The Public’s Business
By promoting behavioral norms that balance market and society, "stakeholder capitalism" is supposed to enable private firms to fill the vacuum created by the decline of traditional forms of regulation by national governments. Ultimately, though, the only viable solution is to make business itself more democratic.
CAMBRIDGE – Fifty years ago, Milton Friedman published an article in the New York Times that articulated what has come to be known as the Friedman doctrine: “the social responsibility of business is to increase its profits.” It was a theme he had developed in his 1962 book Capitalism and Freedom, where he argued that the “one and only” responsibility business owes to society is the pursuit of profits within the legal rules of the game.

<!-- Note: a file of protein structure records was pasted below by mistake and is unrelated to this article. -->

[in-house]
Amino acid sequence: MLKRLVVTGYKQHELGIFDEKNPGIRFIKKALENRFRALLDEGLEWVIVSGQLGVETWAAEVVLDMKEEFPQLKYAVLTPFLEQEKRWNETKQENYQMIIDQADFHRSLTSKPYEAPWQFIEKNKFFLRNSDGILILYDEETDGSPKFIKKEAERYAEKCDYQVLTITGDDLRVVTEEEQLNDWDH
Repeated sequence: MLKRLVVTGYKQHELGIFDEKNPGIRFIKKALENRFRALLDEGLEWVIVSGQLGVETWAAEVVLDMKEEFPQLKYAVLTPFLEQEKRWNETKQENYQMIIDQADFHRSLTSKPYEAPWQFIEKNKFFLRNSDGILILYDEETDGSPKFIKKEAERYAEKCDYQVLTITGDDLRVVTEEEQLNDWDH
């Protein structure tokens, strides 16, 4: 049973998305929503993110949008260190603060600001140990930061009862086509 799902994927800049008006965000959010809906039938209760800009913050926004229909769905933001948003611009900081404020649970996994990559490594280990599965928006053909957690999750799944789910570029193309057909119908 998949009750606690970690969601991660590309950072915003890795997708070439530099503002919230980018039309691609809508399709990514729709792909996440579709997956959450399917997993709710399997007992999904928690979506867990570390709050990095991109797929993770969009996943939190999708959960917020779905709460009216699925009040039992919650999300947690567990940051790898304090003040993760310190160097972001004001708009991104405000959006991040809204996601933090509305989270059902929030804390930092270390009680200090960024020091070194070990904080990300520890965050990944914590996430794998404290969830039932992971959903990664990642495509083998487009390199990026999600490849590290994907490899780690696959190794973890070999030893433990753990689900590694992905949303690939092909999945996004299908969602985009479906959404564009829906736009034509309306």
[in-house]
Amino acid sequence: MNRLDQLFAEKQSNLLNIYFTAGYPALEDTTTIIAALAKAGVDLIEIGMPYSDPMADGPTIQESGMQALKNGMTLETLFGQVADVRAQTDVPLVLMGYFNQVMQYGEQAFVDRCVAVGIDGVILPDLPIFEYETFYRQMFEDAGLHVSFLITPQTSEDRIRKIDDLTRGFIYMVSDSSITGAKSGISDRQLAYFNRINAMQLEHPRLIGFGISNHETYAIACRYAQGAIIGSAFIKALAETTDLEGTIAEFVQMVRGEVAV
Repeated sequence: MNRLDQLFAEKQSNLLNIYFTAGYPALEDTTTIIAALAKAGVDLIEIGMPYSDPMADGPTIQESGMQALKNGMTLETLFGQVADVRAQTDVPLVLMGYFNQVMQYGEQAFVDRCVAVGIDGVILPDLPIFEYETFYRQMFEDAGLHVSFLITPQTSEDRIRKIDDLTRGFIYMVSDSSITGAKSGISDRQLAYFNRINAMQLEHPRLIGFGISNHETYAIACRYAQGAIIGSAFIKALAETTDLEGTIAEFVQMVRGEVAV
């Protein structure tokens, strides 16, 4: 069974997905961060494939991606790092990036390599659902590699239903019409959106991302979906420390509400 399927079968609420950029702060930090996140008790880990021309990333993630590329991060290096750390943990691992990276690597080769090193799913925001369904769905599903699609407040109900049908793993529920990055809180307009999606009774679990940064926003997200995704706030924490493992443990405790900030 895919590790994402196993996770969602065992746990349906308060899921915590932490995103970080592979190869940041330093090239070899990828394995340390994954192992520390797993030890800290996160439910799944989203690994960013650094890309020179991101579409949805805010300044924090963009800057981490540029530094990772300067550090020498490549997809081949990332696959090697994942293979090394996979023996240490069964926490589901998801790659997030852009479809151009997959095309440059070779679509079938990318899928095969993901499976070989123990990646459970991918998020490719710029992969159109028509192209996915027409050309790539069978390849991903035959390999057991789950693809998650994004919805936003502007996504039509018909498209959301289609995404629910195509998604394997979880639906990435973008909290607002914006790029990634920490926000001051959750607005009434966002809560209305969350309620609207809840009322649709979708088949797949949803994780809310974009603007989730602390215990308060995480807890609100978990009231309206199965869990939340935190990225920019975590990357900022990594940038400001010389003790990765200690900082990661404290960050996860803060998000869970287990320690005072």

The Friedman doctrine put its stamp on our era. It legitimized the freewheeling capitalism that produced economic insecurity, fueled rising inequality, deepened regional divides, and intensified climate change and other environmental problems. Ultimately, it also led to a social and political backlash. Many large businesses have responded by engaging in – or paying lip service to – the notion of corporate social responsibility.
That notion is reflected in another anniversary this year. The United Nations’ Global Compact, launched 20 years ago, takes direct aim at the Friedman doctrine by trying to persuade businesses to become agents for the broader social good. More than 11,000 companies operating in 156 countries have signed on, making commitments in the areas of human rights, labor and environmental standards, and anti-corruption.
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